Key tax issues you need to consider when arriving in a new country

John Marcarian   |   20 Feb 2023   |   3 min read

Similar to the need for you to plan your departing tax issues on the way out of your home country there is a major need to plan what your tax profile will be when you arrive in your new country. 

Sometimes, however, it is easy to assume that arriving in another country has no tax consequences and that can make things difficult.

A recent client example springs to mind.

David Smith (not his real name), an expat relocating from Singapore to the US (upon his retirement), decided to access his Australian superannuation fund.

What a mistake that was.

In Australia, pension payments for those over 60 years of age are tax free.

This is, however, not the case in the US.

David had worked out that he and his wife could afford to live in the US the way they envisaged, based on paying no US federal or state tax.

They were quite shocked when we told them that the US would tax David’s Australian-sourced pension stream.

It was not a great conversation.

Key Items To Consider

Set out below are some of the key things you need to consider ahead of your arrival:

  • Complying with the requirements of more than one tax jurisdiction (are tax credits available for any foreign tax paid?)
  • Accounting for a new tax and legal system (are you moving to a country that has a civil law regime or a common law regime?)
  • Understanding the tax issues associated with moving to the arrival country (does the country you are moving to have a general anti avoidance regime that targets tax planning?)
  • Considering how foreign assets are accounted for (is foreign income exempt or is it non-taxable there is a big difference between the two)
  • Locating other professional service providers to work with (do not assume your foreign tax advisor has international tax experience as this is often not the case)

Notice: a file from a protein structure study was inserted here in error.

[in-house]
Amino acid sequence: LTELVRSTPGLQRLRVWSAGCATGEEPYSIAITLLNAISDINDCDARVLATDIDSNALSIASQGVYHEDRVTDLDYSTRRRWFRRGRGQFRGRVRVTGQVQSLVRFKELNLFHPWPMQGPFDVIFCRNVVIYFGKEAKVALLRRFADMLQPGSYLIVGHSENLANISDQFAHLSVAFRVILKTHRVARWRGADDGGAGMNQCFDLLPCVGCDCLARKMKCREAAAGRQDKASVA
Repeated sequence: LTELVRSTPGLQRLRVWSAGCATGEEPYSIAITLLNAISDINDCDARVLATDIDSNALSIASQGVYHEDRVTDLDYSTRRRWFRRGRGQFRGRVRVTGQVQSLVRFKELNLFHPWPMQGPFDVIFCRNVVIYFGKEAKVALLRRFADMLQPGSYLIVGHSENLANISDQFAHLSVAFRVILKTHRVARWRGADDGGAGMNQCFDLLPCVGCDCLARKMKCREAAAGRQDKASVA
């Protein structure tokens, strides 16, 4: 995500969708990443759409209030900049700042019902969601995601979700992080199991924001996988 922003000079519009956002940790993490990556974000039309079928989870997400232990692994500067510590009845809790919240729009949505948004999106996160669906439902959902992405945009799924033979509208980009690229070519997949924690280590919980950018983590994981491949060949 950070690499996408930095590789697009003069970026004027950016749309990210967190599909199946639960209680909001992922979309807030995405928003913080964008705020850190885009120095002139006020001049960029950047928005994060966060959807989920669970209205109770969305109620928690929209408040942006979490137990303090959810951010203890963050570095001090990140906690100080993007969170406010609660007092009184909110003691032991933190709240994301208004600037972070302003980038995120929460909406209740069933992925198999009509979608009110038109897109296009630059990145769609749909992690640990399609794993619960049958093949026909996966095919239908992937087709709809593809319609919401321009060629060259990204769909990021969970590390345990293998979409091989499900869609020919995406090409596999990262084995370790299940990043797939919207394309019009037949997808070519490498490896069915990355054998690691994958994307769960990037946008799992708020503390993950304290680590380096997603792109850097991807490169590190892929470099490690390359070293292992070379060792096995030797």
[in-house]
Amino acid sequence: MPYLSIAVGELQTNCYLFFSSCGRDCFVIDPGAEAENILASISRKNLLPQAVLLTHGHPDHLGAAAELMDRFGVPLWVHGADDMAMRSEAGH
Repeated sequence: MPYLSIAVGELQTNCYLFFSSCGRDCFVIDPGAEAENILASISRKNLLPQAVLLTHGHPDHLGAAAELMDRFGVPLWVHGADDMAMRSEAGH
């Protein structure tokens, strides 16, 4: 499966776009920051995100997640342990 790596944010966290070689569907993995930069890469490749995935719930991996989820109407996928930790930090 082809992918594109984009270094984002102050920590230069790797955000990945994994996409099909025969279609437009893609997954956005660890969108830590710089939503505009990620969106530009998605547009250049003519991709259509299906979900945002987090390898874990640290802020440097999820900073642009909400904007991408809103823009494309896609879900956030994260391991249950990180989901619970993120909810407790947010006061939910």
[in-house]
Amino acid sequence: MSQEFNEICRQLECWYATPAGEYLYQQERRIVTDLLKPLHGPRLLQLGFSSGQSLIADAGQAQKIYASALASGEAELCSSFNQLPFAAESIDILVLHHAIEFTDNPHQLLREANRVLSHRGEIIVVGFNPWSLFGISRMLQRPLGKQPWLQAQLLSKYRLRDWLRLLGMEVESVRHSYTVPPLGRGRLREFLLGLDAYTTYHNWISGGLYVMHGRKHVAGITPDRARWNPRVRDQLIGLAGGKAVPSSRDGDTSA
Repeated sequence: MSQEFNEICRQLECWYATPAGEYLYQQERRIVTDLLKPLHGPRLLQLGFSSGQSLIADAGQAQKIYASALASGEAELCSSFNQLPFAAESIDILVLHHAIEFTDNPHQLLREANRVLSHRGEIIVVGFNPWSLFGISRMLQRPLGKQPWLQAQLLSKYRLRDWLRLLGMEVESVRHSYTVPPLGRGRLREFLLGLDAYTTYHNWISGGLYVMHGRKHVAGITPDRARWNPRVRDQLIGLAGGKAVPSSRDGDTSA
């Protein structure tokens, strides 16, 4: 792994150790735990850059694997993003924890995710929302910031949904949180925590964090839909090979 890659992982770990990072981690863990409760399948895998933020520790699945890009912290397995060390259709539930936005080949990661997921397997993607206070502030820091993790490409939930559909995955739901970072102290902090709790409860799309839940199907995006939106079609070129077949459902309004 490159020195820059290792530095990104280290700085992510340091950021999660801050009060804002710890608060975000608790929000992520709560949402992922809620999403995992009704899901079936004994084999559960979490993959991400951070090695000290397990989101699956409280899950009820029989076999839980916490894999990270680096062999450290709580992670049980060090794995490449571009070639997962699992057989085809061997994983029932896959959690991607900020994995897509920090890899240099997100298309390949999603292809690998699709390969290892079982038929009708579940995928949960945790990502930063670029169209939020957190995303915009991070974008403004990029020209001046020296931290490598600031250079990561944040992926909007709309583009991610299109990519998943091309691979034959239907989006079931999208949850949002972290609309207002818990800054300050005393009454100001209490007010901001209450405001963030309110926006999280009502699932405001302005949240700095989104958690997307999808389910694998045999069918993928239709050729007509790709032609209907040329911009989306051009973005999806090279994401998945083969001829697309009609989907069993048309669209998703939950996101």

How Will Your Assets Be Treated?

In some jurisdictions the moment you arrive in the country you are treated as having bought all your foreign assets at the market value of the date you became a tax resident.

This means that a ‘cost base’ has been established for your foreign assets.

Then when you sell those assets in future – a gain or loss can be worked out in relation to those assets. Australia is one such jurisdiction that treats your assets this way.

Other jurisdictions such as the US – do not give you this ‘step up’ in value.

This is a serious problem as you can end up paying a lot of tax to the Internal Revenue Service – based on the original cost of your assets which may have been many years ago.

This is grossly unfair, as most of any gain will have happened while you were a US non-resident – particularly if you sell the asset shortly after you arrive in the US (you may want to sell foreign assets to buy a house in the US for example!)

Your arrival must be carefully planned as the ramifications of an ill-prepared arrival can be costly. 

If you undertake a proper tax planning exercise before you leave, then the thrill of arriving in your new country is not shaken up by the bad news of unintended tax issues. 

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